She chose to preach on anger on the first Friday night in December, knowing the congregants, representing diverse views, likely were all feeling some level of rage amid the Israel-Hamas war.

Schmelkin talked to them about how God is described in the Torah as “slow to anger,” or “erech apayim.” She recommended drawing “a deep, intentional breath before reacting” as “the first step we can take to better manage our anger, to be a little more like God.” 

The Colossian Forum, a Michigan-based organization founded in 2011, originally held issue-specific workshops on topics such as human sexuality and politics but since 2022 has broadened its focus through two-day “WayFinder” training. More than 600 leaders from Christian organizations have gone through the training, seeking help with divisions over anything from “leadership changes to sanctuary carpet color,” according to the group’s website.

During the in-person training, the Rev. Jess Shults and other staffers encourage participants to develop “a vision for conflict transformation,” she said. Using spiritual and leadership practices, they try to help participants see that divisions are not always a negative – they can be an opportunity to “reflect Christ in the midst of conflict.”

Shults said preaching alone is not sufficient to address polarization in a congregation.

“In an ideal setup, one would be pairing a sermon with, then, some kind of post-sermon conversation during an adult-ed hour,” said the former Reformed Church in America pastor.

Shults also suggests clergy bounce their ideas off other church leaders as they prepare their sermons, to ensure the message reflects “the voice of the Spirit” and Scripture rather than their burnout or exhaustion.


RELATED: Seeking Shalom in the Midst of Polarization (A Banner series, in collaboration with The Colossian Forum, February-March, 2022); Training Aims to ‘Help the Church Transform Conflicts Into Opportunities for Spiritual Formation’ (Aug. 30, 2019)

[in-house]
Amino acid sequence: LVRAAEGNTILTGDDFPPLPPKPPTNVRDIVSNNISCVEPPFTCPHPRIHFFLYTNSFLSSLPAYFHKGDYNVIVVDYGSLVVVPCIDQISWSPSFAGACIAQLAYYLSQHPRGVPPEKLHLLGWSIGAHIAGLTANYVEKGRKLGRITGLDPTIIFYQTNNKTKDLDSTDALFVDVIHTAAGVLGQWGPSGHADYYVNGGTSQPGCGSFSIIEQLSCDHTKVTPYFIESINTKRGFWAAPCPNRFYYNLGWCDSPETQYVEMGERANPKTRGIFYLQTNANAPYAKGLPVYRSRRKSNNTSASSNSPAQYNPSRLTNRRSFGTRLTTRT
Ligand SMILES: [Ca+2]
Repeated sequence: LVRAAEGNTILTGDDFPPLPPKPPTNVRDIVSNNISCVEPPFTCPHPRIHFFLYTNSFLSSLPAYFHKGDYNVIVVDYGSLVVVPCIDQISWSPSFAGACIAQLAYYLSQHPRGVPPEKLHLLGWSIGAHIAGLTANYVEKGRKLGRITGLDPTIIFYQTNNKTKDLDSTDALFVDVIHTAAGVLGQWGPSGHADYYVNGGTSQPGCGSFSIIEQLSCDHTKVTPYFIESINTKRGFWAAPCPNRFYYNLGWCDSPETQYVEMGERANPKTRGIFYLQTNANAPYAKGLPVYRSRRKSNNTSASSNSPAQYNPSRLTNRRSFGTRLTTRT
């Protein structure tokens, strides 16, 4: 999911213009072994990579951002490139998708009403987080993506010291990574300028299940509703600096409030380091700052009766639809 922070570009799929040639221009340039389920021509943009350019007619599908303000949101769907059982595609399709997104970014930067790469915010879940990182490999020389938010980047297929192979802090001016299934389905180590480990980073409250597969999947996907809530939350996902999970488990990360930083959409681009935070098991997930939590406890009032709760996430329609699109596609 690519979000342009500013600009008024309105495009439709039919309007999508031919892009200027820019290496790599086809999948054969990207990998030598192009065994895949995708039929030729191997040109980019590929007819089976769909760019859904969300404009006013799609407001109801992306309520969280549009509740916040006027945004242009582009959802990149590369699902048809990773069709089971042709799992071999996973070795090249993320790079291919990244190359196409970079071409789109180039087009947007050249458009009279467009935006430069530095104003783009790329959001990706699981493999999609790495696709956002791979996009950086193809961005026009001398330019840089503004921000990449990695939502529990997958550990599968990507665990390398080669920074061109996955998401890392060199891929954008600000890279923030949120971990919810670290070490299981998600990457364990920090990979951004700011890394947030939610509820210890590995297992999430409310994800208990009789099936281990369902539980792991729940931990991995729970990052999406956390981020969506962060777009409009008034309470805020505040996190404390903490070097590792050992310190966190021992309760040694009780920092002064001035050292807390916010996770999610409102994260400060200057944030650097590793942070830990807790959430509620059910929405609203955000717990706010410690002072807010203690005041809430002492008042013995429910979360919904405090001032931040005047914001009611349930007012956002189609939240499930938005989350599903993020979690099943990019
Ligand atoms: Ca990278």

The Rev. Raymond Kemp, who teaches theology at Georgetown University and preaches regularly at a Catholic church in Potomac, Md., said a lengthy tenure in a pulpit can earn you the trust to address hot-button issues like race or immigration. Ordained in 1967, he has been preaching for over 30 years at Our Lady of Mercy Catholic Church.

“You can’t rent a preacher and have somebody come in and talk about polarization, I don’t think, without creating polarization,” he said. “They’ve got to know the preacher and they've got to know that the preacher enjoys his craft or her craft and has built up enough trust in a community.”

Matthew D. Kim and Paul A. Hoffman argue in their book Preaching to a Divided Nation that it is imperative for clergy to address polarization and seek unity, not just for the sake of the congregation but as a peaceful example for the world beyond it.

“It’s not good enough for members of the family of God to make it through a worship service without engaging in physical or verbal warfare with a neighbor in the pew,” they write in the 2022 book. “There is a greater purpose for the church.”

Though it is hard to measure the level of impact preachers might be having on polarization within their congregations, many remain interested in getting tips and training for their sermons.

The Colossian Forum, whose name is based on the verse in the New Testament book of Colossians that says “all things hold together in Christ,” reports an average increase of 20% in a leader’s confidence in helping a community dealing with conflict after taking its WayFinder training.

c. 2023 Religion News Service

This story was supported by the Solutions Journalism Network, a nonprofit organization dedicated to rigorous and compelling reporting about responses to social problems.